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Liturgy Corner July 25, 2021: Is Eating the Body of Christ the Only Reason to be at Mass?

A couple of weeks ago, a truly unfortunate occurrence happened. We ran out of the Eucharist at a weekend Mass. Even though I realized we were running short and began snapping the hosts in half and then into quarters, a few people still had to walk away without having received. This sad occurrence gives us the opportunity to ask an important question: is receiving the Eucharist the only worthwhile thing at Mass? If we don’t receive the Eucharist, is there any point in being there?

The answer is that attending Mass is extremely important even if we don’t or can’t receive the Eucharist. There are good reasons that the Church requires us to attend Mass every Sunday else we, barring a serious reason, commit a mortal sin, but are only truly obligated to receive the Eucharist once a year, preferably on Easter (Canon Law #920.) If the only thing that mattered about coming to Mass on Sunday was receiving the Eucharist, then I might as well celebrate one Mass on Sunday morning, consecrate a huge number of hosts, and pass them out in the narthex as people walked in and walked out.

So what are the reasons we need to attend Mass other than to receive the Eucharist? We can only briefly sketch them here.

First, the Eucharistic celebration (also called the Holy Mass) is, in itself, the greatest prayer of the Church, and our participation is the greatest prayer we can make. To get more particular, the Catechism tells us that the Eucharist is a Sacrifice of Praise and Thanksgiving. “The Eucharist, the sacrament of our salvation accomplished by Christ on the cross, is also a sacrifice of praise in thanksgiving for the work of creation. In the Eucharistic sacrifice, the whole of creation loved by God is presented to the Father through the death and the Resurrection of Christ. Through Christ, the Church can offer the sacrifice of praise in thanksgiving for all that God has made good, beautiful, and just in creation and in humanity.”

God has given each of us, both collectively and individually, more than we could ever know. But undoubtedly the Sacrifice of Jesus Christ for our salvation is the biggest gift. We come together to offer God ourselves, our possessions, our works, and all of creation in thanksgiving to the Father. And this can only be done in a truly acceptable and perfect way through Christ. The posture of thanking God is essential to the heart of each and every Christian. The less we give thanks to God and praise him, the easier it is to lose all perspective and only think of what more he can do for us. Hence, Sunday Mass is our consistent opportunity to reorient our hearts to an attitude of a true Christian: thankfulness and praise.

Second, we must remember that the Mass itself is a memorial of Christ’s sacrifice. Now, the word ‘memorial’ can be a little underwhelming. We just sit around and think about what Jesus did? No. Memorial means something different here. We don’t just remember. We stand right in the middle of it. Christ’s sacrifice on the Cross happened once. We don’t repeat it, but somehow, mystically, whenever we attend Mass, we present at that same Sacrifice. We are with Jesus as he suffers, dies, and is resurrected. And the Graces of redemption that Jesus gained by his actions then are made available for us because we are there with him.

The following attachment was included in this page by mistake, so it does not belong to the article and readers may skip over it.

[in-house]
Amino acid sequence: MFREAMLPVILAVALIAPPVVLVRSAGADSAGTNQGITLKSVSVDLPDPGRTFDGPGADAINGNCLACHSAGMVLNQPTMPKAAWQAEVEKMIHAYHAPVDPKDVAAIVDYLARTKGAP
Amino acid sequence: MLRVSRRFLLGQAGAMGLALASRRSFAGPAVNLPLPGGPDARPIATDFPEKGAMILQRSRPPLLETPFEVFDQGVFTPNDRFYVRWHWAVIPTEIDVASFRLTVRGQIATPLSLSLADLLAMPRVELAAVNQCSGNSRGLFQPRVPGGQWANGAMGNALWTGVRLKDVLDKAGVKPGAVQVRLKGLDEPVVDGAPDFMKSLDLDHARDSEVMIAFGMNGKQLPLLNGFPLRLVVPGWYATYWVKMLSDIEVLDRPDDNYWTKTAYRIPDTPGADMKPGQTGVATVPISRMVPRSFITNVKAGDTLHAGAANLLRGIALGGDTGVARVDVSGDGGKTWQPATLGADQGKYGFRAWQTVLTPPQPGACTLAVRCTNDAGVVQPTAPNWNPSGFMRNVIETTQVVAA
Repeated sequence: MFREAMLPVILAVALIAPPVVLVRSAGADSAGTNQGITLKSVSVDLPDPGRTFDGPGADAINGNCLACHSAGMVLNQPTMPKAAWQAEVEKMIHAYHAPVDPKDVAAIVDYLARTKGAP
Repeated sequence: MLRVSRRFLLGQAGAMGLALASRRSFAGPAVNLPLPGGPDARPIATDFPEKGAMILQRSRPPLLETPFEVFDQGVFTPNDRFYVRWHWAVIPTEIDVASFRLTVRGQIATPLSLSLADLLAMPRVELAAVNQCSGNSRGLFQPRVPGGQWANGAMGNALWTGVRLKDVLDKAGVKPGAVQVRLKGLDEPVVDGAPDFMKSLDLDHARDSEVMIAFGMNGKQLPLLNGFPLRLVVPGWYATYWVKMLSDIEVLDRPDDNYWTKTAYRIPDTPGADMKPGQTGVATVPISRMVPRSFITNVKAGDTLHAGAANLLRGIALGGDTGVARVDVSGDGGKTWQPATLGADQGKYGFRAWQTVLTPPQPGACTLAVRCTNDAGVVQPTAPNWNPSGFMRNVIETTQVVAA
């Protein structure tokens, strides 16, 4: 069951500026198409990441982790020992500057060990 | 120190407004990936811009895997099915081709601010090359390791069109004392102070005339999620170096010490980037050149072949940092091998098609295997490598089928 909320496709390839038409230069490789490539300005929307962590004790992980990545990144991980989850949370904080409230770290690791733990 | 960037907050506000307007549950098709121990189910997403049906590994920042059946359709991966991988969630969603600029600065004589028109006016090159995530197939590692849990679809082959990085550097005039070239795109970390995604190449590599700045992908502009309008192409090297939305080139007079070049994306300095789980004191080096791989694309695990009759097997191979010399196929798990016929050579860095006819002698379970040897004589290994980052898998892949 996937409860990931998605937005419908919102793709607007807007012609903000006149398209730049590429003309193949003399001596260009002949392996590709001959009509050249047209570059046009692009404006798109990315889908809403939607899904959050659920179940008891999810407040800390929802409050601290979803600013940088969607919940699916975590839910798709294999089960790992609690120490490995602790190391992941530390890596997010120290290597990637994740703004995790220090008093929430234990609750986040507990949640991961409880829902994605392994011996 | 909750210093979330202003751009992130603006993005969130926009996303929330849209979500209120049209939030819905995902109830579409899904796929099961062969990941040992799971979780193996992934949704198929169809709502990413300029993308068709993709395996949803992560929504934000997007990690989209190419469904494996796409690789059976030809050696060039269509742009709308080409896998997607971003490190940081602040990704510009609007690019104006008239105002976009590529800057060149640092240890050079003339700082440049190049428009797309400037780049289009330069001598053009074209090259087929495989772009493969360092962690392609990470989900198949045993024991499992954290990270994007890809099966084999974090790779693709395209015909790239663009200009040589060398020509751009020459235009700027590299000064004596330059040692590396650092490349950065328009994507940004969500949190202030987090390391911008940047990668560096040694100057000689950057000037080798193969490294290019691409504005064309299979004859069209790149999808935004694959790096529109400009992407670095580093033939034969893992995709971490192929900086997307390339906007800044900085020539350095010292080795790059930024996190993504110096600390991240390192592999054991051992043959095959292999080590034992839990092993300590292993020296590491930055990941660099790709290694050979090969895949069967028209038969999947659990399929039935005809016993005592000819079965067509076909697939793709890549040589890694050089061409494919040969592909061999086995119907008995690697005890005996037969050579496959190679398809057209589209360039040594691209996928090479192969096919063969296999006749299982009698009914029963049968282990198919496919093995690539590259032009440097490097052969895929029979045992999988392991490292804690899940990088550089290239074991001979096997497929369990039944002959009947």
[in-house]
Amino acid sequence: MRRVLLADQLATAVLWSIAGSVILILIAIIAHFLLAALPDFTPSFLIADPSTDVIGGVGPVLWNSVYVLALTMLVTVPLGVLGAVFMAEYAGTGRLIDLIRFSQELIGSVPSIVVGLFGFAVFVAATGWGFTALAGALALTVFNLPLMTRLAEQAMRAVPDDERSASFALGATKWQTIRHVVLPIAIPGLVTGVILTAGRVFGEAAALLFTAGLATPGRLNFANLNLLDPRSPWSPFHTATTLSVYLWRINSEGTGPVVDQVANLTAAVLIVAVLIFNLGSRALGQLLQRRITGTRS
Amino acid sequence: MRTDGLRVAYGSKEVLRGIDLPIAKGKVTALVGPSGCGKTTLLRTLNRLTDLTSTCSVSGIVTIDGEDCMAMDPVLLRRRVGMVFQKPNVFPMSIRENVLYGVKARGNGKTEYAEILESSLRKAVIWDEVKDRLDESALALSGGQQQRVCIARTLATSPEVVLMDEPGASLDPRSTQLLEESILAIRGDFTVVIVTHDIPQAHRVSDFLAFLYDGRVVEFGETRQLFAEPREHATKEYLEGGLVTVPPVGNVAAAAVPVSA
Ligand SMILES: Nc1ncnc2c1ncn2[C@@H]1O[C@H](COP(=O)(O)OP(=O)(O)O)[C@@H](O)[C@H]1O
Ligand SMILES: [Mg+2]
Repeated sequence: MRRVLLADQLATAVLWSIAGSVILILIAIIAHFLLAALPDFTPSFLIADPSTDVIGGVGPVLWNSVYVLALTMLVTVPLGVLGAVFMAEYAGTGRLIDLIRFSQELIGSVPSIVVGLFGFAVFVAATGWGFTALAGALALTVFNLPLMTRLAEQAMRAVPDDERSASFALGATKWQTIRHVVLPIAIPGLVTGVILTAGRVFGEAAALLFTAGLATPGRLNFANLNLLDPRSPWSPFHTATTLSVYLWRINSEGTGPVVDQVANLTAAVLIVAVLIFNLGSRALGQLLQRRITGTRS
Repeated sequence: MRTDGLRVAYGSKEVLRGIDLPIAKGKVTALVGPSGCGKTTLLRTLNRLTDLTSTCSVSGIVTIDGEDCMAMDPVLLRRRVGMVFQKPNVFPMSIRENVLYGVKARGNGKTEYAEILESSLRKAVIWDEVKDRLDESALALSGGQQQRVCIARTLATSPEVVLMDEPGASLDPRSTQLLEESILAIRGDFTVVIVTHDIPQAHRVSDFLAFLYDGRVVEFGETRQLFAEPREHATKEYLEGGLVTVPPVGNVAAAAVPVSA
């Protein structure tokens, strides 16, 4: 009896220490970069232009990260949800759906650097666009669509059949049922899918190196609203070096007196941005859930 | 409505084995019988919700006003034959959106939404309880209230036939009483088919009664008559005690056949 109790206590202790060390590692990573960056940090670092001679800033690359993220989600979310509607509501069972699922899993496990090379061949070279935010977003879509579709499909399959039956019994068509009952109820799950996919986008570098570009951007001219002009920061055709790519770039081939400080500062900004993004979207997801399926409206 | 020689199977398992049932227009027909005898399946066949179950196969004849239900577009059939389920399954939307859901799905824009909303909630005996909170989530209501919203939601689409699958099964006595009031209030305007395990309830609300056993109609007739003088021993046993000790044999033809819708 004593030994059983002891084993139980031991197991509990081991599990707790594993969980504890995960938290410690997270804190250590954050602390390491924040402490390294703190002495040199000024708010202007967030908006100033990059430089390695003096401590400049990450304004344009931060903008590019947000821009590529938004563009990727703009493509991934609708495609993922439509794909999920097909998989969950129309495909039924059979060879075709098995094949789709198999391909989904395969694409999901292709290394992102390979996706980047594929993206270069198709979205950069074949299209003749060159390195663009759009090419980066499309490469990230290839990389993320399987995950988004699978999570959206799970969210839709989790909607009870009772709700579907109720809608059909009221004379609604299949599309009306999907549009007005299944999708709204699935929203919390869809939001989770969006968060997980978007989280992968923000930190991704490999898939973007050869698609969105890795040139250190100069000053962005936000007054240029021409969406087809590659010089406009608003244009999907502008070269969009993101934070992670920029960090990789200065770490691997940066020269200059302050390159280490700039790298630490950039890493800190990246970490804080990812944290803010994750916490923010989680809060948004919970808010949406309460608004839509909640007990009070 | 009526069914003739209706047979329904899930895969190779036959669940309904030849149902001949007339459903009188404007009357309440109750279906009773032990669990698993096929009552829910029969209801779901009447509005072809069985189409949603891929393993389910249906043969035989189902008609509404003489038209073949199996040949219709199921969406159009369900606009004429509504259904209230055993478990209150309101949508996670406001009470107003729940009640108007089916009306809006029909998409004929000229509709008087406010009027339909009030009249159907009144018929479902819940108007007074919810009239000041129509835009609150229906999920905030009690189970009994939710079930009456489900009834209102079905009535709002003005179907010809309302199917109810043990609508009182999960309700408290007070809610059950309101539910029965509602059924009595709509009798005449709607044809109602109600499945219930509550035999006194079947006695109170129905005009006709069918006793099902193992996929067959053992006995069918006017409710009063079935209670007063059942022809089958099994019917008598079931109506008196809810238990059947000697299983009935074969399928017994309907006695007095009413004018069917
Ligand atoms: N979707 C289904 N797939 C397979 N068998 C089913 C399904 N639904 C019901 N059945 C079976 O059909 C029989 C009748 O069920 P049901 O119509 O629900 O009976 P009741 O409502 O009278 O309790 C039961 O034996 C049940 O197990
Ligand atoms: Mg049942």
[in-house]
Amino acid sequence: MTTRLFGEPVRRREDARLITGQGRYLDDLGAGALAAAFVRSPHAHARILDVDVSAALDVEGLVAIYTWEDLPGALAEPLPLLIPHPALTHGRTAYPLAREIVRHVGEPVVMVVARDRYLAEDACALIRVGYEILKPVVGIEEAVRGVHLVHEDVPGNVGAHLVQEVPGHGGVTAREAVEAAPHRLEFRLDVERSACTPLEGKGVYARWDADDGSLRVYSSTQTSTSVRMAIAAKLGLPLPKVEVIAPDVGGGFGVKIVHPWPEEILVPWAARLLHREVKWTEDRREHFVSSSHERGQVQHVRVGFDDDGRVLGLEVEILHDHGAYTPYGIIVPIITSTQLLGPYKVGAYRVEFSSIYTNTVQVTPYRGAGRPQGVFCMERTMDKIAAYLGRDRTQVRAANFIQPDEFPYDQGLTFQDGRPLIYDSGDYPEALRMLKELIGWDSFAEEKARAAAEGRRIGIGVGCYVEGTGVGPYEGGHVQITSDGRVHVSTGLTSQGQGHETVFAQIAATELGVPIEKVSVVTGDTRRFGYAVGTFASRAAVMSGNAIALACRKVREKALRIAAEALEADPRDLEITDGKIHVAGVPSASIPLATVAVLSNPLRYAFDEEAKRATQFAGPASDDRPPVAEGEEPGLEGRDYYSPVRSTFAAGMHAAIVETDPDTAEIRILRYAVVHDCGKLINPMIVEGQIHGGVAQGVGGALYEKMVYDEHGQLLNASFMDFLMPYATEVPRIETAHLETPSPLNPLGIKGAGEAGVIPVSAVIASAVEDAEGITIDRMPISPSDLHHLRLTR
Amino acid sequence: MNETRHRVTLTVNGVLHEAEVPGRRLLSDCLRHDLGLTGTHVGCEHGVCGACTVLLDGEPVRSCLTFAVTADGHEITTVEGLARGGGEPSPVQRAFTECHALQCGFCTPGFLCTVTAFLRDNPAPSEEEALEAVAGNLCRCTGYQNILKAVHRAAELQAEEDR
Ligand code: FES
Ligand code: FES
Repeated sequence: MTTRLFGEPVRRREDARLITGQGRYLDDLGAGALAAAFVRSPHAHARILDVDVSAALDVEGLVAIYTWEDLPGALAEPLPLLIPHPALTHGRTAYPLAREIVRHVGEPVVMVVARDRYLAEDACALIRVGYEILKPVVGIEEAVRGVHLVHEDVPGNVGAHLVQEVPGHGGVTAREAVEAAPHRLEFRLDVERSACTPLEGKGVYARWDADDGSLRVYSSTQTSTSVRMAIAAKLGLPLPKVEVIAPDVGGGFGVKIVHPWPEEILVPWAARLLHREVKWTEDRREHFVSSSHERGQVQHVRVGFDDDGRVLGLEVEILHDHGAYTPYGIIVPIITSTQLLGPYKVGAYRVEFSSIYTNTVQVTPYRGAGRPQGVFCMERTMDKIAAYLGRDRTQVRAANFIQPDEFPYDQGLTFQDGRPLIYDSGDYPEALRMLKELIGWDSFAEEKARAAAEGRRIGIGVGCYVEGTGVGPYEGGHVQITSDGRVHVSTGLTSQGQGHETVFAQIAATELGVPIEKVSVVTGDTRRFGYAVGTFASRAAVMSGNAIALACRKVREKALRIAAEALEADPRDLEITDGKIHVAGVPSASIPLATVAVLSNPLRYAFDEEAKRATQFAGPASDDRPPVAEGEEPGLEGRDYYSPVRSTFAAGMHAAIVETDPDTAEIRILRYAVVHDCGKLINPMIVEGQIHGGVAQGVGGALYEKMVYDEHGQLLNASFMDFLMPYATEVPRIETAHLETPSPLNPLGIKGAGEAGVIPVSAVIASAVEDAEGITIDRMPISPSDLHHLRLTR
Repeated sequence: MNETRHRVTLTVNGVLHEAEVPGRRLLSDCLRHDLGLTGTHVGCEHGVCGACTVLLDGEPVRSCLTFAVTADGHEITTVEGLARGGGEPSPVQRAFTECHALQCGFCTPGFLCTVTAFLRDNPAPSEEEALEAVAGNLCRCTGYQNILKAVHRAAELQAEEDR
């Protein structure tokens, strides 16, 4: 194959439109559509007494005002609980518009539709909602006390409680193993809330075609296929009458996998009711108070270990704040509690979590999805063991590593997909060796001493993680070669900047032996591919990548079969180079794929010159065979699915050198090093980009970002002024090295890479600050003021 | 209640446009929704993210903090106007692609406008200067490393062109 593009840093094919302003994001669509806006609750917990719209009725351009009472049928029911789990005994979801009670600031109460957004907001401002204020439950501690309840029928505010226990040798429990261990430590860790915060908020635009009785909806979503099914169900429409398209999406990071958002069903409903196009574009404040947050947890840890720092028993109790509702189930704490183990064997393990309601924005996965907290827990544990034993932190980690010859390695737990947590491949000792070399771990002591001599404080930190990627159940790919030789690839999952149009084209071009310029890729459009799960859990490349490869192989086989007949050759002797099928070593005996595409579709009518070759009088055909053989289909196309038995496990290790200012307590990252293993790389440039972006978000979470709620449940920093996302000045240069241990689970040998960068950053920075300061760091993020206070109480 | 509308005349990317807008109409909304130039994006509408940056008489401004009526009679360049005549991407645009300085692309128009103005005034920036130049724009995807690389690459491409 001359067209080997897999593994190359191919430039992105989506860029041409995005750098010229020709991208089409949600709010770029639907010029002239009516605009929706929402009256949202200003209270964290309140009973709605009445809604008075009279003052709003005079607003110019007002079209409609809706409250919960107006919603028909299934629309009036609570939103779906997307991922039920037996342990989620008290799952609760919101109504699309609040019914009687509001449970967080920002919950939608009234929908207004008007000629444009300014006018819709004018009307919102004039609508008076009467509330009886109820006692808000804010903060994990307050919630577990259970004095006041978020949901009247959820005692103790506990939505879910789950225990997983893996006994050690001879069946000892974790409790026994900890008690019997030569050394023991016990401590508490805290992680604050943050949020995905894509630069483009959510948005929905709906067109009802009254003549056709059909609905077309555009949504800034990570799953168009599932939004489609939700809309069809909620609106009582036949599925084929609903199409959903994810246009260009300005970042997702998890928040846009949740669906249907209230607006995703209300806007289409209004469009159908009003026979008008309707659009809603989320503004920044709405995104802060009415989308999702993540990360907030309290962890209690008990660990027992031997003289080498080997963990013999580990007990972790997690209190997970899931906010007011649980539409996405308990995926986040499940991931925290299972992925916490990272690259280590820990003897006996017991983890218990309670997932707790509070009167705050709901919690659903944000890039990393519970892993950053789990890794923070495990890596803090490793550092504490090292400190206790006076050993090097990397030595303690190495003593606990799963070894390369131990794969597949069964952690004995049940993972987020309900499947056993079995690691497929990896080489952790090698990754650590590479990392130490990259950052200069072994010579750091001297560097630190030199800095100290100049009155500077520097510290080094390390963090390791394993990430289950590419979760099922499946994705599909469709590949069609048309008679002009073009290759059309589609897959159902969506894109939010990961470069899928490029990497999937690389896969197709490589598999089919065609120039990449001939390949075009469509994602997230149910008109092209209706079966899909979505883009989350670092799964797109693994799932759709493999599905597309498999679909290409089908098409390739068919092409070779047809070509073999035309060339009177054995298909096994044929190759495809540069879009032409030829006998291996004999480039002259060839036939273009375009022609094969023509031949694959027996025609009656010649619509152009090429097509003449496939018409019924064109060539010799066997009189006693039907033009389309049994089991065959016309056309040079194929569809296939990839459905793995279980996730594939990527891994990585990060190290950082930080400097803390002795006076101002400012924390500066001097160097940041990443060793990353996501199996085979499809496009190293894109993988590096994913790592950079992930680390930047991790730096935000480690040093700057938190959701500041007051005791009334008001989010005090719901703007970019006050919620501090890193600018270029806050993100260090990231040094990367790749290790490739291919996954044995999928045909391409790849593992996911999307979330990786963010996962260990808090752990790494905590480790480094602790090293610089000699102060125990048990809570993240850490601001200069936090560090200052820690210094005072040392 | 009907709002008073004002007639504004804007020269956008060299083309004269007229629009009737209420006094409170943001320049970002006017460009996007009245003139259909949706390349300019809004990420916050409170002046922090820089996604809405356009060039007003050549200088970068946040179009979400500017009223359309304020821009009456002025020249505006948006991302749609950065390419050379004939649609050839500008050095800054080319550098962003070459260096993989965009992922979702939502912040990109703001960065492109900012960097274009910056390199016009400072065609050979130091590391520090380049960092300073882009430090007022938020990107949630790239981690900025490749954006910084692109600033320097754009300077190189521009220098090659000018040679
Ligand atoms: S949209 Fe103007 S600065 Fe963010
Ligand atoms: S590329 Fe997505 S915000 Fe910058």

The Catechism also tells us, “In the Eucharist, the sacrifice of Christ becomes also the sacrifice of the members of his Body. The lives of the faithful, their praise, sufferings, prayer, and work, are united with those of Christ and with his total offering, and so acquire a new value.” (CCC 1368) I don’t know about you, but when I think of my imperfect life and all my imperfect works and prayers, I don’t think much of them as worthy offerings to God.

That all changes with the Mass. When we attend Mass, we have the opportunity to unite all our sacrifices to Jesus Christ himself who is offered in sacrifice to the Father. And he makes our sacrifices beautiful and acceptable (Think about that the next time I raise the patten and chalice to heaven and say, “Through Him, with Him, and in Him.”)

There are more reasons that it is important to attend Mass, but I will limit myself to two more quick reasons. The past two reasons were more theological. These last reasons are more, shall we say, tangible. First, attending Mass is an act of obedience to God and his Church. Simply obeying for its own sake may seem a little distasteful, but we ought to obey because…well, its God and his Church. And in being obedient to God, we become more like Jesus, who “humbled himself, becoming obedient to the point of death, death on a Cross.” (Phil 2:8). He was obedient even though it meant his death. We must be obedient as well.

So, let us take to heart this exhortation of Saint John Chrysostom and encourage others to do so as well: "Tradition preserves the memory of an ever-timely exhortation: Come to Church early, approach the Lord, and confess your sins, repent in prayer. . . . Be present at the sacred and divine liturgy, conclude its prayer and do not leave before the dismissal. . . . We have often said: "This day is given to you for prayer and rest. This is the day that the Lord has made, let us rejoice and be glad in it."

God bless!

 

Further Reading (Each title is a link)

Catechism, 1356-1381

The Sacrifice of the Mass - Fr. William Most (EWTN Blog)

 

 

 

 

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